Amy Street is an award-winning series of eight short documentaries. Each tells the story of a resident in a Thames assisted living community for people with intellectual disabilities. Opening the series is Celeste, a superfan of Shortland Street who gets to meet one of her Street idols. Other interviewees include Moyzee, a keen singer who says "labels are on jars and I'm not a jar so you can't label me"; couple Topsy and Dave, who are excited about their upcoming wedding, and Jonathan, a runner who hopes to win a medal at the Special Olympics in Dunedin.
Love, Speed and Loss is an extended documentary about racer Kim Newcombe, who turned heads in the 1970s on a König motorbike he developed and designed himself. Built around home movie footage and interviews with his charismatic, straight-talking widow Janeen, the film charts the couple's travels in Europe, and triumph on the track. Newcombe was killed racing in 1973, and posthumously finished second in that year's World 500cc Championship. Love, Speed and Loss won best documentary at the 2007 Qantas TV Awards and three Air NZ Screen gongs.
The late Hone Tūwhare (1922-2008) remains one of New Zealand's most loved and respected poets. Tūwhare has been the subject of numerous documentaries. He also wrote short stories and plays, and the drama Eel for anthology television series E Tipu e Rea. Tuwhare died on 16 January 2008 in Dunedin.
Advertising veteran Jonathan Gunson stepped into TV shows en route to books and the internet. After writing a children's book in 1985, he created futuristic kids series Space Knights and sci fi series The Boy from Andromeda. Then came internationally bestselling puzzle book The Merlin Mystery, offering readers a 75,000 pound prize. After work in internet marketing, Gunson launched his own blog for wannabe writers.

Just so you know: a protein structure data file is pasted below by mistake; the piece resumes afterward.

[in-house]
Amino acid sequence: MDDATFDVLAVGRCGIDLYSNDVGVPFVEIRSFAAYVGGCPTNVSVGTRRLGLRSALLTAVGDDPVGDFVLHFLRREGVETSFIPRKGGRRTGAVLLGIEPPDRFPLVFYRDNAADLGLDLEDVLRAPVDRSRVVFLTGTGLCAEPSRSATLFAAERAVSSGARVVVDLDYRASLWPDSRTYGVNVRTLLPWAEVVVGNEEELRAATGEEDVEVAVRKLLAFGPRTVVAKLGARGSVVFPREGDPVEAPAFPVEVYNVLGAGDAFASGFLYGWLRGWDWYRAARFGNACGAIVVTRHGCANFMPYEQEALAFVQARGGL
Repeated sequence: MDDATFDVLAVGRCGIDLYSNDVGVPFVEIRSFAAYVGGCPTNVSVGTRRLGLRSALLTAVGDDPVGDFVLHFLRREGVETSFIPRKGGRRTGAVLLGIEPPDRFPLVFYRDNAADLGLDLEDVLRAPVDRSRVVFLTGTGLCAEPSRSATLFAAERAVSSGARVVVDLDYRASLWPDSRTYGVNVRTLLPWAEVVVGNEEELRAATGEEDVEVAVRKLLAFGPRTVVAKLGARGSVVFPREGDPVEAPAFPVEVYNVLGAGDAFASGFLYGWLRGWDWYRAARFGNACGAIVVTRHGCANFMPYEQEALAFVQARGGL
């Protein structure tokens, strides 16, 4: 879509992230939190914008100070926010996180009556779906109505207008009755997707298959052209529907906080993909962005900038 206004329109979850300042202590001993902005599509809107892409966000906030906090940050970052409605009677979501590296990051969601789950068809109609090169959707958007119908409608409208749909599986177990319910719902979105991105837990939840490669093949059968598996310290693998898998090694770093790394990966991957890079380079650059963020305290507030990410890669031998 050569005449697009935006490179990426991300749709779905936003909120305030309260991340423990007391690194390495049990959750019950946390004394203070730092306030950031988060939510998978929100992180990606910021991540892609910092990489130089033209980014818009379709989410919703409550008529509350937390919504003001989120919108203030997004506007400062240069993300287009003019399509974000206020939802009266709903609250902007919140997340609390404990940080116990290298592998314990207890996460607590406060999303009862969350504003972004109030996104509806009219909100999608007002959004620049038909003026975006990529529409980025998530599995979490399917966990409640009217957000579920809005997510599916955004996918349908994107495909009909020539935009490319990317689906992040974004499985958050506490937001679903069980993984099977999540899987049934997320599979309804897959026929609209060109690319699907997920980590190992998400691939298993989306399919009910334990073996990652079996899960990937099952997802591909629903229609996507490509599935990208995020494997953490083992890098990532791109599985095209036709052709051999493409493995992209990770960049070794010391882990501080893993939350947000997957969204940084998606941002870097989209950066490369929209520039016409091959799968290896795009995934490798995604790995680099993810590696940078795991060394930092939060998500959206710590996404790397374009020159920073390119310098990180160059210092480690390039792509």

Christchurch-born Jonathan Ogilvie has made dozens of music videos including the iconic clip She Speeds, for the Straitjacket Fits song. Based in Australia since the 90s, the AFTRS graduate has since had two shorts in competition at Cannes — one of them a Tropfest winner — shot a feature on Super 8 film, and in 2008 released 1920s gangster romance The Tender Hook, starring Hugo Weaving and Rose Byrne.
Peter Wells broke ground as one of the first New Zealanders to tell gay stories on-screen. Aside from his work as an author, he explored gay and historical themes in several acclaimed drama and documentaries — including pioneering TV drama A Death in the Family, colourful big screen melodrama Desperate Remedies and Georgina Beyer documentary Georgie Girl. Wells died on 18 February 2019.
As the Head of Content Development at Māori Television and commissioning consultant for TVNZ's Māori and Pacific Programmes, Nevak Rogers is always looking to capture that elusive rangatahi audience. The former journalist and moved into directing and producing Māori and Pacific Island stories. She has presented popular reality shows like Marae DIY and produced doco Ngā Tamatoa - 40 Years On.
Ronald Hugh Morrieson fashioned dark yet exuberant novels from the provincial Taranaki towns where he spent most of his life. A classic Kiwi example of a writer who won increasing fame after death, Morrieson remains one of New Zealand's most filmed writers, despite writing only four books.
The long journalism career of Pulitzer-Prize winner Peter Arnett includes interviews with Fidel Castro, General Manuel Noriega, Saddam Hussein and Osama Bin Laden. But he is probably best known for the two month period in 1991 when he reported on the Gulf War for CNN — the only Western journalist then left in Baghdad.
Maurice Gee, who was named an Arts Foundation icon in 2003, is one of New Zealand's most acclaimed writers. His work for the screen includes creating 80s kidult series The Fire-Raiser and The Champion. Gee's novels have also inspired a number of adaptations, notably classic sci-fi series Under the Mountain and movie In My Father's Den.